“I always thought the best way to get to know people is to play charades or poker with them.”

“I wish we’d played charades.”

Throughout television’s long history, situation comedies have loved poker. It’s almost expected, frankly, for a sitcom to feature at least one “poker episode.”

In the “Poker on Television” chapter of Poker & Pop Culture I talk about how a number of sitcoms use the “poker episode” as a way of introducing characters to audiences. I Love Lucy, The Odd Couple, M*A*S*H, Cheers, Friends, and 30 Rock are just a few examples of sitcoms that had a poker episode early on, sometimes among the very first episodes.

As a social game requiring a lot of interaction and dialogue, poker works as a kind of a sped-up way of introducing characters and their relationships to each other. It’s also a great context for funny one-liners and other hijinks resulting from the game.

The Dick Van Dyke Show (1961-1966) had been around for a couple of years when it finally had its “poker episode,” one from January 1964 called “A Nice, Friendly Game of Cards.”

The show features the great Dick Van Dyke as Rob Petrie, the head writer on a comedy show. He lives in New York with his wife Laura (played by another TV icon, Mary Tyler Moore) and their son Ritchie. In this episode the couple hosts Rob’s work colleague Buddy, their neighbors Jerry and Millie, and another couple they don’t know, a man named Lou and his wife Beth.

In fact, the whole premise of the episode revolves around the idea that poker is “a good way to break the ice with people,” as Rob says to Laura. Jerry is a dentist and Lou one of his patients, and since Jerry was responsible for bringing the group together, he’s the one who suggests they play poker as a fun way for everyone to get acquainted.

Alas for Rob, he ends up making a pretty bad first impression with Lou — and poker is to blame.

Before the game begins, Rob entertains his son Ritchie with a series of magic tricks, starting with disappearing handkerchiefs and balls and ending with a special deck of marked cards with which Rob can easily perform tricks of the “pick-a-card-any-card” variety.

Ritchie then goes to bed, the adults arrive, and the poker game begins.

Lou is an ex-Assistant District Attorney, and as the game proceeds he reveals early on he’s a touch more competitive than everyone else.

“Don’t take it so seriously, it’s just a game,” says his wife Beth. “There’s no other way to take it. It’s how you play the game, it doesn’t matter if you win or lose,” replies Lou with a snort.

Later when quizzed about his former work, Lou reveals he’d encountered some crooked poker games in the past. “I always advise everybody never to play cards with anybody excepting their friends,” he says.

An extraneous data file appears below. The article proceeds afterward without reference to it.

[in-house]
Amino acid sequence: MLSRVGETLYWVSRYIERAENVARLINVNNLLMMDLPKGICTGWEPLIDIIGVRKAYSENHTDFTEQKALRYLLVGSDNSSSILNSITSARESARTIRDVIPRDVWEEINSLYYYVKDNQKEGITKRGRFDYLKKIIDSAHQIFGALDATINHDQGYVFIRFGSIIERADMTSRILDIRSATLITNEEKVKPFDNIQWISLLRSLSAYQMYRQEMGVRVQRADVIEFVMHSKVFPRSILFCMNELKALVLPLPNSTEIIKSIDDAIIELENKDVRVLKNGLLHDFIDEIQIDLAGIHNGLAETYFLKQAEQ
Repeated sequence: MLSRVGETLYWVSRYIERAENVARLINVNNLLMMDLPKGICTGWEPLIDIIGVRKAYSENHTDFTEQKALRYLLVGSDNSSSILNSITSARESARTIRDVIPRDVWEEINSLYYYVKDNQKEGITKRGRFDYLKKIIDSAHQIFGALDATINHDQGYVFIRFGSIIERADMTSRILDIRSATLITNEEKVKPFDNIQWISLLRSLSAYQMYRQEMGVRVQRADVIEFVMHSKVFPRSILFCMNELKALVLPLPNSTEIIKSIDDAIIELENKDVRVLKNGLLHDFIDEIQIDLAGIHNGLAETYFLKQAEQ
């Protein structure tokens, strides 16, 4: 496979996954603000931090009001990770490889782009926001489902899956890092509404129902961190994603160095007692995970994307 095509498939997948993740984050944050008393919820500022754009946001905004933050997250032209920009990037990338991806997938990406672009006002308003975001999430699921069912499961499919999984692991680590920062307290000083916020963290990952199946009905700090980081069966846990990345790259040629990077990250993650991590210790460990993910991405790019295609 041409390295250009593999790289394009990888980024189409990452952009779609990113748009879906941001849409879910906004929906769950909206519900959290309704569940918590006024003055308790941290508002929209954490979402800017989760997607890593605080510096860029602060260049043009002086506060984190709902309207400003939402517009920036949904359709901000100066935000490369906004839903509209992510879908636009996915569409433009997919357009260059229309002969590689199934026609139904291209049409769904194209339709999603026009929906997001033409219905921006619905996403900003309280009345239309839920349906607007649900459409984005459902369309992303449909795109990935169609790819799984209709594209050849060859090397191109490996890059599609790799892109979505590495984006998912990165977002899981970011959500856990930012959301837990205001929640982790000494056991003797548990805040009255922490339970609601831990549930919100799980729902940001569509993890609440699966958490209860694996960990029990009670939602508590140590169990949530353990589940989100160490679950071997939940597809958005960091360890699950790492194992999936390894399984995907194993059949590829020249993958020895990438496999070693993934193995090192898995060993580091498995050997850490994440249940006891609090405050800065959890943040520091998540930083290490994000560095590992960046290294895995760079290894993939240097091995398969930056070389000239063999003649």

They’re playing five-card draw, and Rob is losing steadily to start. Then during a moment when Rob is away from the table Laura accidentally damages one of the cards. It’s no problem, though, as she quickly finds another deck and the game continues.

But there is a problem. She’s introduced Rob’s marked deck into the game!

Rob returns, and by coincidence begins enjoying a winning streak that lasts the next couple of hours. Rob hasn’t been cheating, either — he hadn’t noticed the different deck.

Finally the last hand of the night arrives, and a big pot develops involving several players, including Lou and Rob. Little Ritchie wanders down during the hand, and having learned from Rob how to read the markings earlier, immediately begins identifying players’ cards much to Rob’s horror.

They manage to shoo little Ritchie away, his remarkable ability being successfully dismissed as precociousness. As the hand continues Rob tries desperately to lose a big pot to Lou to give him back what he’s lost and perhaps lessen the chance of any suspicions being raised. But Lou’s being stubborn and keeps threatening to fold. Meanwhile Laura — oblivious to Rob’s plan — keeps raising to complicate things even more.

Out of the hand himself, Rob pleads with Lou to call Laura’s last raise, but he’s having none of it. He wants to fold. But Rob won’t stop insisting he call.

“Why? Why should I stay in?” asks an exasperated Lou.

“Because you got three eights and she’s only got a pair!” cries Rob.

Whoops!

An enraged Lou gathers his wife and storms out, leaving Rob to contemplate what might happen next.

“I may have lost my standing in the community!” says Rob. “Don’t worry… you can always give cheating lessons,” cracks Buddy.

It’s a sitcom, though, and like most sitcoms, everything works out in the end. Lou and Beth return, apologies are accepted, and another game begins, this time using Lou’s clean deck.

The show certainly supports the idea that poker is a good way for people to get to know each other. But the marked cards, one might say, unfairly “marked” Rob as someone he was not.

More “5-Card Fiction”

“5-Card Fiction” is an ongoing series examining fictional poker hands from film, television, and elsewhere. Have a favorite fictional poker game or hand you’d like to see discussed? Tweet your suggestions @PokerStarsBlog.

Photo: “Photo of the Petrie family from the television program The Dick Van Dyke Show” (adapted), public domain.

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